“Until such time as Homo sapiens should decide to rejoin nature, some of us can only hope for the right virus to come along.” -David Graber, Los Angeles Times (below)
Bill McKibben, a radical deep ecologist, has been normalized in today’s alarmist, TDS world. He has a regular column in The New Yorker, claiming that man-made climate change is “the most thorough and complete crisis our species and our civilizations have ever faced, one there is no guarantee that we will survive intact.”
I recently came across a book review of McKibben’s deep-ecology manifesto, The End of Nature (Random House: 1989), titled Mother Nature as a Hothouse Flower.
Published in the Los Angeles Times in that year by David Graber (“a research biologist with the National Park Service”), the review was all-in with McKibben’s scary worldview.
Some quotations from Graber’s dark, anti-life review follow:
“Ecosystems do not care what happens to them, but some of us may perceive the changes as a tragic loss of biological richness.”
“We contaminated the planet with atmospheric hydrocarbons and metals beginning with the Industrial Revolution.”
“That makes what is happening no less tragic for those of us who value wildness for its own sake, not for what value it confers upon mankind. I, for one, cannot wish upon either my children or the rest of Earth’s biota a tame planet, a human-managed planet, be it monstrous or–however unlikely–benign.”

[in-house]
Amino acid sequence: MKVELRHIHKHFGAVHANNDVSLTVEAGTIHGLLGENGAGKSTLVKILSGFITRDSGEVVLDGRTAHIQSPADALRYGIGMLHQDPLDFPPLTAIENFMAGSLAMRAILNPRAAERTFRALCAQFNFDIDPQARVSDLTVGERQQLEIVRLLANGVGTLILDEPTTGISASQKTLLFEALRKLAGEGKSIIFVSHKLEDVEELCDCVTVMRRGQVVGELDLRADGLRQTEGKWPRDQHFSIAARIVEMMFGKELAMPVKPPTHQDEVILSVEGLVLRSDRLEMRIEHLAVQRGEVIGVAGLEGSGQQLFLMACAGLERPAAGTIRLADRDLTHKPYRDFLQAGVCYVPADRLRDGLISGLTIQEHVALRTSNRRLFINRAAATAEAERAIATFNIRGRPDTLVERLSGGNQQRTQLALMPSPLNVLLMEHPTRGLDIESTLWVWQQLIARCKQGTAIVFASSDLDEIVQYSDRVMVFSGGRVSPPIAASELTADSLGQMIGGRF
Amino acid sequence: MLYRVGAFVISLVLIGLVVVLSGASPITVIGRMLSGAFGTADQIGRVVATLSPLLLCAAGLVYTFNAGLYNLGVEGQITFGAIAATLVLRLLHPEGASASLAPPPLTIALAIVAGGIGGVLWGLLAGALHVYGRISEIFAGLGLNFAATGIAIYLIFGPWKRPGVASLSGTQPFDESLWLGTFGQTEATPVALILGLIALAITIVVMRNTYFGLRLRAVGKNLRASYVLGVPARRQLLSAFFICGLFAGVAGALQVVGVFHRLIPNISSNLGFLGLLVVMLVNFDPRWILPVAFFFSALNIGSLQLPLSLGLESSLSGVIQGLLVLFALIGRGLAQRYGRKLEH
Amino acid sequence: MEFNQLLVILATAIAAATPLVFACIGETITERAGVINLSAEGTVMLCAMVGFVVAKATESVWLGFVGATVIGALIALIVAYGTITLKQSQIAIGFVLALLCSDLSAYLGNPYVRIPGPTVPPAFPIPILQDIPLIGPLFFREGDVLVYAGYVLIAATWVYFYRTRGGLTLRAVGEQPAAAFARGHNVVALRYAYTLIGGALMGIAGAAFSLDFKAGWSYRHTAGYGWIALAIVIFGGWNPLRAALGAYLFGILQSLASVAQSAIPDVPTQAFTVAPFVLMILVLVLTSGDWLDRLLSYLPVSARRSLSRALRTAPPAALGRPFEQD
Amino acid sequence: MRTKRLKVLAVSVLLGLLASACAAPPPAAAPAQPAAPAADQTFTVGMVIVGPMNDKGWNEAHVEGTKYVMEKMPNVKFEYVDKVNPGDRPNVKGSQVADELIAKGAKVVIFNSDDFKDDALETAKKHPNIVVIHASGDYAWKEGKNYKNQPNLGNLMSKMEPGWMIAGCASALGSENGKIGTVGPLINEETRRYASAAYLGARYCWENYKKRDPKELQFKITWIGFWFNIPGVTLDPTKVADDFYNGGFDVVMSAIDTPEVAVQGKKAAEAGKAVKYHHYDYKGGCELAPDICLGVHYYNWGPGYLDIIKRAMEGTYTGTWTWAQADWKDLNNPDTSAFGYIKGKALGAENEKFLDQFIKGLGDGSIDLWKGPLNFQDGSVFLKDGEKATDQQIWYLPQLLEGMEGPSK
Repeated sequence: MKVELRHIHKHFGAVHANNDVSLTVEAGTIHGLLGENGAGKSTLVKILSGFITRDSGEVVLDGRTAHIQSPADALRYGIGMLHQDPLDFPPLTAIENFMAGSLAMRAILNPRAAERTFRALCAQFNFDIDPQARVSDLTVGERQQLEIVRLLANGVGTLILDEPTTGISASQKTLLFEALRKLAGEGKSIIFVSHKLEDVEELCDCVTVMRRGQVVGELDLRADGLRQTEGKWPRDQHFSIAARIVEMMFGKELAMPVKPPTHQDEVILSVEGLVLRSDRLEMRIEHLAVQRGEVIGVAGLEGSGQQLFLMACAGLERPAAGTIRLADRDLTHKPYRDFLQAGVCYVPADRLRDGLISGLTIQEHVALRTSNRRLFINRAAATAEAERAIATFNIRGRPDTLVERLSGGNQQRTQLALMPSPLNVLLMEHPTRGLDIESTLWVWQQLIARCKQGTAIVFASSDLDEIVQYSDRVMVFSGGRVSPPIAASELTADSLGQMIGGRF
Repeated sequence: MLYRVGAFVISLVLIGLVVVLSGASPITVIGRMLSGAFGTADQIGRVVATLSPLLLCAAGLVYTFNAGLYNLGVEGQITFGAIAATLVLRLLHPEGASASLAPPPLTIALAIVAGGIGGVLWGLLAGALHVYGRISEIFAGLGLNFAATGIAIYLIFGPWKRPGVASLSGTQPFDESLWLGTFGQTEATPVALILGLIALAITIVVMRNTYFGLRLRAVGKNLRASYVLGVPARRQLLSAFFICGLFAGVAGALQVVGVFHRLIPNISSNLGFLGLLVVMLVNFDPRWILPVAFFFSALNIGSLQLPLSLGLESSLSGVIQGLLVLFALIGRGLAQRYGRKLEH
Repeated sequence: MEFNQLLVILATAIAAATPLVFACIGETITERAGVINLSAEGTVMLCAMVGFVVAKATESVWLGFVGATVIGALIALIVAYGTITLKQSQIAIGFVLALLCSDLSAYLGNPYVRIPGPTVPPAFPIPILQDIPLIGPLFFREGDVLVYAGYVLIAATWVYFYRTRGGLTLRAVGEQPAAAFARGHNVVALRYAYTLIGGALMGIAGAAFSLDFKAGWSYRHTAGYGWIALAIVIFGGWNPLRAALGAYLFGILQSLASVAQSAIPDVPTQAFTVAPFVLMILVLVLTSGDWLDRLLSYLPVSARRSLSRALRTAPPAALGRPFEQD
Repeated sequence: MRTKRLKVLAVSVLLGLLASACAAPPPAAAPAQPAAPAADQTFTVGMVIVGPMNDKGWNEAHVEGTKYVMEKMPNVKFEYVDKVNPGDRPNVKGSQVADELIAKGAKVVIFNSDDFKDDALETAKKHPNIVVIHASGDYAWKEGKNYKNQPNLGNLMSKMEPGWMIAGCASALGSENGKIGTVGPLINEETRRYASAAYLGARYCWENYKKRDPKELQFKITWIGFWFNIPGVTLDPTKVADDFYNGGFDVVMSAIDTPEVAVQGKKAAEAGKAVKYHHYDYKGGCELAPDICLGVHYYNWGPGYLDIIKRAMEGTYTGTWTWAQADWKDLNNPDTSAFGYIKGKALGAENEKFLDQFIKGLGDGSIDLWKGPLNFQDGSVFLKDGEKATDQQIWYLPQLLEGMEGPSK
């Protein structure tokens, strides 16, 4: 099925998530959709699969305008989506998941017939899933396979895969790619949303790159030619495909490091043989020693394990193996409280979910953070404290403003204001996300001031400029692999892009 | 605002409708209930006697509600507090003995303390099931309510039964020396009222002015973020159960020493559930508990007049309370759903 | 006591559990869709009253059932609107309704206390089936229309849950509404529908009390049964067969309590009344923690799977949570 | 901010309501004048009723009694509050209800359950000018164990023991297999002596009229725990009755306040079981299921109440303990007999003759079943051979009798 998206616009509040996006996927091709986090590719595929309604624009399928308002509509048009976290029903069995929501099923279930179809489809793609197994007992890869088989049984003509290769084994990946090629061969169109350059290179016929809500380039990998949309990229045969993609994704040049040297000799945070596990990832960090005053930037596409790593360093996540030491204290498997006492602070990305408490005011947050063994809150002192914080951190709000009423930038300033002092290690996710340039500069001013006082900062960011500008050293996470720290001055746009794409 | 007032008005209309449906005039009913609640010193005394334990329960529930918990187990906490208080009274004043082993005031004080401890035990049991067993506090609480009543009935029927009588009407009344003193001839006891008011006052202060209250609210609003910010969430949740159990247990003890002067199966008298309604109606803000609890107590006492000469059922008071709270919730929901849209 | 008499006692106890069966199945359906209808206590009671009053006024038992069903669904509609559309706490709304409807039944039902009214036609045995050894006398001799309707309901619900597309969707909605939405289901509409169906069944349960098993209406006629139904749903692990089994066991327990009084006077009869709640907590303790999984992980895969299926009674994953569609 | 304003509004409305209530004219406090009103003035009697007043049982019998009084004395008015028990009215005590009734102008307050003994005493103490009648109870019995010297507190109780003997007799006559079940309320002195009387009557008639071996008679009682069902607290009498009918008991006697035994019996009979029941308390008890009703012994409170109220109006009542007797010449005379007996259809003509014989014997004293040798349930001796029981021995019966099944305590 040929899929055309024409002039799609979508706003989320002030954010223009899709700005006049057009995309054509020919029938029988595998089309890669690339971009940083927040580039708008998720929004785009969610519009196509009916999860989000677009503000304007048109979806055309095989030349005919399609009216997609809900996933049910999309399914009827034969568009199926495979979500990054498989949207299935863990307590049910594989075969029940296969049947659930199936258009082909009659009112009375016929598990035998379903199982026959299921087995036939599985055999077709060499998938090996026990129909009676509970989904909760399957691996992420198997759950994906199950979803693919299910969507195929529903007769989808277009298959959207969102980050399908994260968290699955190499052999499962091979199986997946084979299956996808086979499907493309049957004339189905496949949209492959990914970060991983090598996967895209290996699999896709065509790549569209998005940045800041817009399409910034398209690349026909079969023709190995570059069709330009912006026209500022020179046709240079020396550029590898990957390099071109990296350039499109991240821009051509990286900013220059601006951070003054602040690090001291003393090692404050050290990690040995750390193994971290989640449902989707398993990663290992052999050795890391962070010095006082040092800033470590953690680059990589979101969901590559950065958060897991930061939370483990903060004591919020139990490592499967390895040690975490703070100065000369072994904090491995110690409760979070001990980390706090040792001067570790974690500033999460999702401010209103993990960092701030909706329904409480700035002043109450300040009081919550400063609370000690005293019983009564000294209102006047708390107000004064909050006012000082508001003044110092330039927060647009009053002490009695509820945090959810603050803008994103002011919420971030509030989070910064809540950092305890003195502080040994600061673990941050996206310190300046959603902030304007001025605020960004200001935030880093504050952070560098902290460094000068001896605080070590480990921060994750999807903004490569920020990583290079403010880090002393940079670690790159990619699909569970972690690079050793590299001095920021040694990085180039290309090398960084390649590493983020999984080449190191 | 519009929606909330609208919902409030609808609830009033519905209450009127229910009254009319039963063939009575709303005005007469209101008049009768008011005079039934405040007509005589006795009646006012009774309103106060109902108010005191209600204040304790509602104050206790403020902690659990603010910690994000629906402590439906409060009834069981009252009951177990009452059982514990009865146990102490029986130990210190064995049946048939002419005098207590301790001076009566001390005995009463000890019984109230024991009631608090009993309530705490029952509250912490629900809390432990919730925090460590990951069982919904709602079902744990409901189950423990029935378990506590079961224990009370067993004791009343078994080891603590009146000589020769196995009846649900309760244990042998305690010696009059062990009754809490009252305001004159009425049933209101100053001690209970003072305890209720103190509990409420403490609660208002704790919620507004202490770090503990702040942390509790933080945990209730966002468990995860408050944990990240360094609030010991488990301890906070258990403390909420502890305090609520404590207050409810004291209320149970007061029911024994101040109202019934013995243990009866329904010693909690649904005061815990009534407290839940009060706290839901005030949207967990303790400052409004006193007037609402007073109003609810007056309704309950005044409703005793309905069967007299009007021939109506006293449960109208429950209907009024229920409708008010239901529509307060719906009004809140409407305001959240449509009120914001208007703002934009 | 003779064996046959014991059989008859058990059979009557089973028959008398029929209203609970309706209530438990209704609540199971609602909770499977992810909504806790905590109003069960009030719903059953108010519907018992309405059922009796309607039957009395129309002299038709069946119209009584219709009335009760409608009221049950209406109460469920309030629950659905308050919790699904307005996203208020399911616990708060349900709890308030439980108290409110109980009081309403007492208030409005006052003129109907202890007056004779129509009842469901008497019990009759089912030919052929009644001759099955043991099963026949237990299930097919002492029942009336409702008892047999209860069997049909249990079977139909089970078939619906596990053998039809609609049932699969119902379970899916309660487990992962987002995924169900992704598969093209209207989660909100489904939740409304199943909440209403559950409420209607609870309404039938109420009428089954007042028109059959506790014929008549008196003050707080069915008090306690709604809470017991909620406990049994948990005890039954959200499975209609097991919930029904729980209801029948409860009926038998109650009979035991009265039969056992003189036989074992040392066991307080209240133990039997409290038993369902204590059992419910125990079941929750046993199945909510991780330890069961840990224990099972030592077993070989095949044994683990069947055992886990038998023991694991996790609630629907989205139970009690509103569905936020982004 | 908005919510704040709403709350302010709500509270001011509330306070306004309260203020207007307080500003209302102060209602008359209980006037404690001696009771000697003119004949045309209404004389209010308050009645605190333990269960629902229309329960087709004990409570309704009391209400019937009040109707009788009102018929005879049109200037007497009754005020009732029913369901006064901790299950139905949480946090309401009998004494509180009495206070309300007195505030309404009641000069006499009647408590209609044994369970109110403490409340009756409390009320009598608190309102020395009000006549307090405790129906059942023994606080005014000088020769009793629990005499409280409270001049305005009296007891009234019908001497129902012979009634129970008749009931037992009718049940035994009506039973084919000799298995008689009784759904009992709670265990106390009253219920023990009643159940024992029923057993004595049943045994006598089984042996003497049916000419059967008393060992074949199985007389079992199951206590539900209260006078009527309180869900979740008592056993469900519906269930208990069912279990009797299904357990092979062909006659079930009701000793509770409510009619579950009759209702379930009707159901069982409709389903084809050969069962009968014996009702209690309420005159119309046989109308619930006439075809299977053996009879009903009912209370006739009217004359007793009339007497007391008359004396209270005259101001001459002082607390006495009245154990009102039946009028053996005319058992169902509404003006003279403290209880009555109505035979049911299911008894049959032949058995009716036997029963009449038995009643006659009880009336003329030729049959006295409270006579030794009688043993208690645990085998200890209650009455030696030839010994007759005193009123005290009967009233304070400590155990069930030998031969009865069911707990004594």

“[McKibben and I] are not interested in the utility of a particular species, or free-flowing river, or ecosystem, to mankind. They have intrinsic value–more value to me–than another human body, or a billion of them.”
“Human happiness, and certainly human fecundity, are not as important as a wild and healthy planet.”
“Somewhere along the line–at about a million years ago, maybe half that–we quit the contract and became a cancer. We have become a plague upon ourselves and upon the Earth.”
“It is cosmically unlikely that the developed world will choose to end its orgy of fossil-energy consumption, and the Third World its suicidal consumption of landscape. Until such time as Homo sapiens should decide to rejoin nature, some of us can only hope for the right virus to come along.”
Such is the drivel of a mad-at-the-world fringe. Personal shortcomings are blamed on the system, not themselves. The dispossessed are at odds with, and angry about, self-interested fellow human advancing their lot in modern living. But their thinking must be exposed for its rot for a better future for everyone else.